I’m tempted to make a joke about pastors and potlucks, but I think I’ll pass…
By lean staff, I’m referring to how much of the budget a church allocates to personnel costs. How much should a church allot to paid staff? It’s a great research question. The Leadership Network and Your Church magazine released results from a survey they conducted on this subject.
Here’s a few of their findings:
- Lean-staffed churches averaged 1 paid staff member per 86 attenders compared to a 1-to-70 ratio for those that spend more on staffing.
- Lean staff churches do a better job with volunteers and lay leadership development.
- Lean-staffed churches generally spent 18 percent of their budgets on outreach, such as missions and community aid, compared to 15 percent by the other group.
- Growing churches spend a smaller percentage of their budget on staffing costs, so they’re “leaner” than plateaued or declining churches.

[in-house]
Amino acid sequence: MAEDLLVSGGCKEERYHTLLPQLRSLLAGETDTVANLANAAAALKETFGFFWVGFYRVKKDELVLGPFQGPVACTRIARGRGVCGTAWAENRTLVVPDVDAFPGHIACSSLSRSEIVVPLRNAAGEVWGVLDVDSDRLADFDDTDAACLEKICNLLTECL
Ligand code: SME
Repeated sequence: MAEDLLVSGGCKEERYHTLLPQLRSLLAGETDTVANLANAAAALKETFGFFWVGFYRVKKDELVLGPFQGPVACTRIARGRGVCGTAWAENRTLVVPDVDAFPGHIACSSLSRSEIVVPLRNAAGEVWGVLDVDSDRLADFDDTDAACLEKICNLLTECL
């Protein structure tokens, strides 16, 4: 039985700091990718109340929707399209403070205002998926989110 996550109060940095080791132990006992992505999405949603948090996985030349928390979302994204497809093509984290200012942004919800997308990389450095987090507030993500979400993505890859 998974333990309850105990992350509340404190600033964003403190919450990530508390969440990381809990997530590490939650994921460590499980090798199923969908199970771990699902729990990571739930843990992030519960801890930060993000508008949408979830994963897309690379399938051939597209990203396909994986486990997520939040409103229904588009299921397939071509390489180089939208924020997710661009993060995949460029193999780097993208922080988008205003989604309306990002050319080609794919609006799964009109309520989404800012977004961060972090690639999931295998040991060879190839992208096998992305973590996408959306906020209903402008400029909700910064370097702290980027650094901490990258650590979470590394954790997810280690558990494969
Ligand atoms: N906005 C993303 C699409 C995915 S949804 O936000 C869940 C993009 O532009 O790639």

- Staff costs become leaner with size—as overall weekend worship attendance increases, but not dramatically so.
The average church spends between 40% and 50% of their budget on personnel costs. So what’s the cut-off point for a lean staff? Their research team determined anything less than 35% was “lean.” They surveyed over 700 churches nationwide, and only 15% of them fit into the lean category.
How do these lean churches do it? There are several possibilities: outsourcing, overworking staff, finding additional revenue streams (i. e. rental income), or—ideally—empowering lay persons. The Leadership Network is following up with another research project to find out more details. Until then, any of you want to speculate on how these churches have lower personnel costs?
You can download the entire report for free here.